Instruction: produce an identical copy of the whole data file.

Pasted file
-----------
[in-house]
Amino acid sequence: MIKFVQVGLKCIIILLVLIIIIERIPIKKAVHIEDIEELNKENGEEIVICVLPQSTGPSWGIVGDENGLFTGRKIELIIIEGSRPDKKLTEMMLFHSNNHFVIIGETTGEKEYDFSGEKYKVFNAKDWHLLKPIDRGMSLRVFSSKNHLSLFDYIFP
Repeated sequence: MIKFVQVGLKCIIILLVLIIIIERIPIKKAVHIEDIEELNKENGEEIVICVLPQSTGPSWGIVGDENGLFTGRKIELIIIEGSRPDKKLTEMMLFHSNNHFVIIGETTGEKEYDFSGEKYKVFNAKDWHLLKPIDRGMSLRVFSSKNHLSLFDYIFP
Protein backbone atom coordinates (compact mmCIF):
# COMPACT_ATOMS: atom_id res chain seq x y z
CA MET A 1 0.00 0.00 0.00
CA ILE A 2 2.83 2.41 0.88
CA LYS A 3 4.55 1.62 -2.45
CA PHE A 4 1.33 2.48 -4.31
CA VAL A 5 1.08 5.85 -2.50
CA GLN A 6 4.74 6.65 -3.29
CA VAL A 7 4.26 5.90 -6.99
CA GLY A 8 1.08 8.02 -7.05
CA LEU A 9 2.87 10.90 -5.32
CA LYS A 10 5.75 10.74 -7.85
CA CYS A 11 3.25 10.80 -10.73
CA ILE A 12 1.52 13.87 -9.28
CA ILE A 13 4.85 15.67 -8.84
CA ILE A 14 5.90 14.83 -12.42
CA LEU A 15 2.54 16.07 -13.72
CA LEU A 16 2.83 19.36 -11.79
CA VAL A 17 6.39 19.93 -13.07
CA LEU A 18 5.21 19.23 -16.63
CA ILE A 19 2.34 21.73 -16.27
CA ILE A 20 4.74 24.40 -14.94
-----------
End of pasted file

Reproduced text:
[in-house]
Amino acid sequence: MIKFVQVGLKCIIILLVLIIIIERIPIKKAVHIEDIEELNKENGEEIVICVLPQSTGPSWGIVGDENGLFTGRKIELIIIEGSRPDKKLTEMMLFHSNNHFVIIGETTGEKEYDFSGEKYKVFNAKDWHLLKPIDRGMSLRVFSSKNHLSLFDYIFP
Repeated sequence: MIKFVQVGLKCIIILLVLIIIIERIPIKKAVHIEDIEELNKENGEEIVICVLPQSTGPSWGIVGDENGLFTGRKIELIIIEGSRPDKKLTEMMLFHSNNHFVIIGETTGEKEYDFSGEKYKVFNAKDWHLLKPIDRGMSLRVFSSKNHLSLFDYIFP
Protein backbone atom coordinates (compact mmCIF):
# COMPACT_ATOMS: atom_id res chain seq x y z
CA MET A 1 0.00 0.00 0.00
CA ILE A 2 2.83 2.41 0.88
CA LYS A 3 4.55 1.62 -2.45
CA PHE A 4 1.33 2.48 -4.31
CA VAL A 5 1.08 5.85 -2.50
CA GLN A 6 4.74 6.65 -3.29
CA VAL A 7 4.26 5.90 -6.99
CA GLY A 8 1.08 8.02 -7.05
CA LEU A 9 2.87 10.90 -5.32
CA LYS A 10 5.75 10.74 -7.85
CA CYS A 11 3.25 10.80 -10.73
CA ILE A 12 1.52 13.87 -9.28
CA ILE A 13 4.85 15.67 -8.84
CA ILE A 14 5.90 14.83 -12.42
CA LEU A 15 2.54 16.07 -13.72
CA LEU A 16 2.83 19.36 -11.79
CA VAL A 17 6.39 19.93 -13.07
CA LEU A 18 5.21 19.23 -16.63
CA ILE A 19 2.34 21.73 -16.27
CA ILE A 20 4.74 24.40 -14.94